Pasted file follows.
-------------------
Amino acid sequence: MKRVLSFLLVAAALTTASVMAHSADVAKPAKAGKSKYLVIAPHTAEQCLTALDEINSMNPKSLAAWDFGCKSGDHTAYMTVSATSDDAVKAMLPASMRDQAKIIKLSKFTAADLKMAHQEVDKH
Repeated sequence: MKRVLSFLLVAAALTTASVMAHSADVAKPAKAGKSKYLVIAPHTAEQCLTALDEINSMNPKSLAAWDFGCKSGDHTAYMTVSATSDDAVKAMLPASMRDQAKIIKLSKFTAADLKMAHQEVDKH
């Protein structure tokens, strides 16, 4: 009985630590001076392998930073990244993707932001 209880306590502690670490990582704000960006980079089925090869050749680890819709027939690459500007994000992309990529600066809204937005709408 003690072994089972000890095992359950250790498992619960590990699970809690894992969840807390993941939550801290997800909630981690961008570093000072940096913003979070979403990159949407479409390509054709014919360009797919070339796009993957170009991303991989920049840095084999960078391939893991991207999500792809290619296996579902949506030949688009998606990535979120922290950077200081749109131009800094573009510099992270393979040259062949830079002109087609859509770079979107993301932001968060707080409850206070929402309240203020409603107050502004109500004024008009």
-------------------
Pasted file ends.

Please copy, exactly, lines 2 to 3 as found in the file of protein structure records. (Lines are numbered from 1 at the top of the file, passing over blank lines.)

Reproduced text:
Repeated sequence: MKRVLSFLLVAAALTTASVMAHSADVAKPAKAGKSKYLVIAPHTAEQCLTALDEINSMNPKSLAAWDFGCKSGDHTAYMTVSATSDDAVKAMLPASMRDQAKIIKLSKFTAADLKMAHQEVDKH
């Protein structure tokens, strides 16, 4: 009985630590001076392998930073990244993707932001 209880306590502690670490990582704000960006980079089925090869050749680890819709027939690459500007994000992309990529600066809204937005709408 003690072994089972000890095992359950250790498992619960590990699970809690894992969840807390993941939550801290997800909630981690961008570093000072940096913003979070979403990159949407479409390509054709014919360009797919070339796009993957170009991303991989920049840095084999960078391939893991991207999500792809290619296996579902949506030949688009998606990535979120922290950077200081749109131009800094573009510099992270393979040259062949830079002109087609859509770079979107993301932001968060707080409850206070929402309240203020409603107050502004109500004024008009």